When it comes to range of motion, while the effects of that loss are largely felt in the cervical spine and its immediate surroundings, it can also affect the lower body’s range of motion; sometimes, when there is a loss of the cervical spine’s healthy curve, the lumbar spine can add a compensatory curve in an attempt to counteract the uneven forces of the unnatural spinal curve above.
Now that we’ve defined the condition, and some of its common symptoms, let’s talk about how a loss of cervical lordosis can be treated.
As a CLEAR-certified scoliosis chiropractor, I follow the CLEAR Scoliosis Institute treatment approach and protocols.
A conservative chiropractic-centered treatment approach offers patients an alternative to invasive spinal surgery and integrates multiple condition-specific treatment disciplines so treatment plans can be fully customized.
The ultimate goal of restoring a patient’s cervical lordosis is to improve the neck’s range of motion and flexibility, strengthen the cervical spine’s surrounding muscles so the neck receives more support, and the spine’s biomechanics are improved.
In order to treat a loss of cervical lordosis effectively, the condition’s underlying cause has to be addressed, and there are different causes to consider.
If the loss of lordosis is related to chronic poor posture and/or carrying excess weight, these are lifestyle factors that need to be proactively addressed.
If the spine has lost its natural lordosis due to a spinal injury/trauma, the injury has to be addressed to make improvements to spinal health, function, and strength.
If the presence of a spinal condition like hypolordosis or scoliosis is the cause of a loss of cervical lordosis, the underlying spinal condition has to be the focus of treatment, and this involves impacting conditions on a structural level.
If a structural condition is impacted on a structural level, its underlying nature is being addressed, which can improve symptoms as the spine’s alignment is improved.
Through condition-specific chiropractic care that involves a number of chiropractic techniques and manual adjustments, I attempt to adjust the position of the unnatural curve’s vertebrae so they are more aligned with the rest of the spine.
Physical therapy and a number of therapeutic exercises can help relax and strengthen the neck’s surrounding muscles so the spine is optimally supported, posture and coordination are improved, and in addition, certain exercises are also known to stimulate specific areas of the brain for improved brain-body communication
In addition, spinal weights can help with neurological retraining, and part of restoring a healthy degree of cervical lordosis can involve soft-tissue remodeling so the neck’s ligaments can be relaxed and rehabilitated to better support the cervical spine.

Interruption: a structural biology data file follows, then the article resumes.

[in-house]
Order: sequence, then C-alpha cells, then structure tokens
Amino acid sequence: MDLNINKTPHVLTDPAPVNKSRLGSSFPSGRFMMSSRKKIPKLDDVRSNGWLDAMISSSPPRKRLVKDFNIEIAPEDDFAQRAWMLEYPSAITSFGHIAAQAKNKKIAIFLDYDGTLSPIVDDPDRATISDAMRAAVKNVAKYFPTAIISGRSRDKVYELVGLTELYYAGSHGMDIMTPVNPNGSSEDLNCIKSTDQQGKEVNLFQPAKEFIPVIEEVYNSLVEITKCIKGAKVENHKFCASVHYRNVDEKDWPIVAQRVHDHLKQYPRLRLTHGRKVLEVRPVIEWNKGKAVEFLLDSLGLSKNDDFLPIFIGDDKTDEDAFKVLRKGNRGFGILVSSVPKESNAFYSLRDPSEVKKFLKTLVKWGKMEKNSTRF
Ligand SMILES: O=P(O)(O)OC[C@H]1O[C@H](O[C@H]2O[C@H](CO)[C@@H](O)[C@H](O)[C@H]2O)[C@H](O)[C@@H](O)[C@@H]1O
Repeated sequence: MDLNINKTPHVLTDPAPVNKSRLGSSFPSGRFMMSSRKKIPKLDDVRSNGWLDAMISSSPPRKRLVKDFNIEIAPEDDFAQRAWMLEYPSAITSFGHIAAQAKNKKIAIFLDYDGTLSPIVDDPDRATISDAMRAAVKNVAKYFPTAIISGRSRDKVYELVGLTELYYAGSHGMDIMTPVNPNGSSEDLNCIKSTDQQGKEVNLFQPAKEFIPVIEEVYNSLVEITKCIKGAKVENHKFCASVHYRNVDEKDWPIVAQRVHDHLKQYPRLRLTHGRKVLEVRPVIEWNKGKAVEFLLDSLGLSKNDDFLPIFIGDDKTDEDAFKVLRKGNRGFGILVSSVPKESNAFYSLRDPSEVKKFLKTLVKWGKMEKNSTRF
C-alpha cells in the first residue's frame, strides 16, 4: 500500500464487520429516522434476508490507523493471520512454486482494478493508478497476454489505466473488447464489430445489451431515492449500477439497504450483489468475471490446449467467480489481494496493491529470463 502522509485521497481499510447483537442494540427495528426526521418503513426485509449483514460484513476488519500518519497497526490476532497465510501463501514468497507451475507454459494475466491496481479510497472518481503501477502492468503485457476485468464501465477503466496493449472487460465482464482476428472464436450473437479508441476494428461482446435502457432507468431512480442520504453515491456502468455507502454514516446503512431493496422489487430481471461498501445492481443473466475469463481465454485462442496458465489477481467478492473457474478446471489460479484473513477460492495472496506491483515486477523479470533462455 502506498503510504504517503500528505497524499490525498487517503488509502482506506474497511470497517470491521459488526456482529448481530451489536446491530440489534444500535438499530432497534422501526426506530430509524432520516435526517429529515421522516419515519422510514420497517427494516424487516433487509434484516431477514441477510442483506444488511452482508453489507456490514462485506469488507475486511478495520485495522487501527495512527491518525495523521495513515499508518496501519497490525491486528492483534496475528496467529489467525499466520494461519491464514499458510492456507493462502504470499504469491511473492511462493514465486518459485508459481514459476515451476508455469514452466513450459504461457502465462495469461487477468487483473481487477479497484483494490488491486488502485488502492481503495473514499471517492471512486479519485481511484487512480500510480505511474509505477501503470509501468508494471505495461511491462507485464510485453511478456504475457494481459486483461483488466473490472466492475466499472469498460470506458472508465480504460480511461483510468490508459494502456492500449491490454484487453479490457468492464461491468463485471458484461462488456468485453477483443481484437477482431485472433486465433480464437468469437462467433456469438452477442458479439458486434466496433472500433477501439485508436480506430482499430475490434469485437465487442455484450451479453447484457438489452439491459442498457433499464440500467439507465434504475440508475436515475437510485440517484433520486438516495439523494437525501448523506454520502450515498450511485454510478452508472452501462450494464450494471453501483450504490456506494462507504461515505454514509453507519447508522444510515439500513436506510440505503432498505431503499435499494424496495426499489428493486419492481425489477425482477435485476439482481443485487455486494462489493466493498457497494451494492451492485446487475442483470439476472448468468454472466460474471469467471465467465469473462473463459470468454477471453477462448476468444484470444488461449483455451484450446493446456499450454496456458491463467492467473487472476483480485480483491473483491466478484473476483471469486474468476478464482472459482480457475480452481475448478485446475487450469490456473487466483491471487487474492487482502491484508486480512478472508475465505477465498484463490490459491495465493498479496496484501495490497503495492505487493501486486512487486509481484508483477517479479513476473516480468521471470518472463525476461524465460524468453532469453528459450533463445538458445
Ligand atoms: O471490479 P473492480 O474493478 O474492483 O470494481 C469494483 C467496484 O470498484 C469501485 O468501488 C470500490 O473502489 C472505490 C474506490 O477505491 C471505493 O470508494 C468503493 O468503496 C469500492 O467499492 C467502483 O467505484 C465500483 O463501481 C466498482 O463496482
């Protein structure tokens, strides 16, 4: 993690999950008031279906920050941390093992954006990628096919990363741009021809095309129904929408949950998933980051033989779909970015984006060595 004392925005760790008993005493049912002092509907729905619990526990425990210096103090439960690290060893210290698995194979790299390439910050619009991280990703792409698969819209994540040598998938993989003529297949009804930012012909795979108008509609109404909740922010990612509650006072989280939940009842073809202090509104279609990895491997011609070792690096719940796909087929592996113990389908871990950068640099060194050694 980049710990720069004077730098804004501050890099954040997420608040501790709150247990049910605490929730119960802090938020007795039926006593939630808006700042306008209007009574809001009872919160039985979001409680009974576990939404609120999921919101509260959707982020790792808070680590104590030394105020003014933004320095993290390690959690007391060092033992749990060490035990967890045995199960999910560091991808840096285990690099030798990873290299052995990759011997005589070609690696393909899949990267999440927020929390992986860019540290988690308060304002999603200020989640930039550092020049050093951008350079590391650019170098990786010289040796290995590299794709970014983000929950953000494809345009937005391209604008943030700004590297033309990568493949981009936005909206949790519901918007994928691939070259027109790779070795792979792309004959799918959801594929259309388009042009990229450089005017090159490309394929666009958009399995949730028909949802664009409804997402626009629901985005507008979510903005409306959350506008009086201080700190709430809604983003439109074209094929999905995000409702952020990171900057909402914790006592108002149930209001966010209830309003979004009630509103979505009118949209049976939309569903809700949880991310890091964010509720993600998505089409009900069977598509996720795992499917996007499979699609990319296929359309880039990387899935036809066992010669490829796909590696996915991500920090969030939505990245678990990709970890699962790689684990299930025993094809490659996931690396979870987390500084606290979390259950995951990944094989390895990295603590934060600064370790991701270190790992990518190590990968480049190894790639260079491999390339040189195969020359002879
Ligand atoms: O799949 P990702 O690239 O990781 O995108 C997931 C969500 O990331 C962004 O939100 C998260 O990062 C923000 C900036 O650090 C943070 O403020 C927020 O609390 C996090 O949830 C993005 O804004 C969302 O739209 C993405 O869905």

The way the spine responds to treatment has to be monitored carefully so treatment plans can be adjusted accordingly, and by performing X-rays both at the beginning and end of treatment, I can ensure the spine has been impacted on a structural level for long-term sustainable treatment results.
If the cervical spine loses its natural lordosis, this can involve a reversal of cervical lordosis as the vertebrae of the cervical spine bend backwards, instead of forwards as they’re supposed to; this makes the cervical spine more kyphotic than lordotic and can cause a number of issues, especially if left untreated.
If a patient’s cervical spine becomes excessively straight, this can disrupt its ability to move flexibly, properly support the weight of the head, and pass signals from the brain to the rest of the body.
Here at the CLEAR Scoliosis Institute, I have experience treating a wide range of spinal conditions, a reversal of cervical lordosis included.
When it comes to restoring a healthy degree of lordosis to the cervical spine, what caused the loss of cervical lordosis has to be addressed.
Treatment options can include lifestyle guidance and improvement, chiropractic care that works towards repositioning the cervical spine’s vertebrae that have become excessively straight, and physical therapy/a number of therapeutic exercises can help increase the cervical spine’s strength and flexibility, surrounding muscle strength and flexibility, improve posture and brain-body communication.
When it comes to preventing a loss of cervical lordosis, leading a healthy spine-friendly lifestyle is key: maintaining a healthy weight, activity level, practicing good posture, understanding the ergonomics of heavy lifting, and avoiding looking down at devices, and straining the neck, for long periods of time.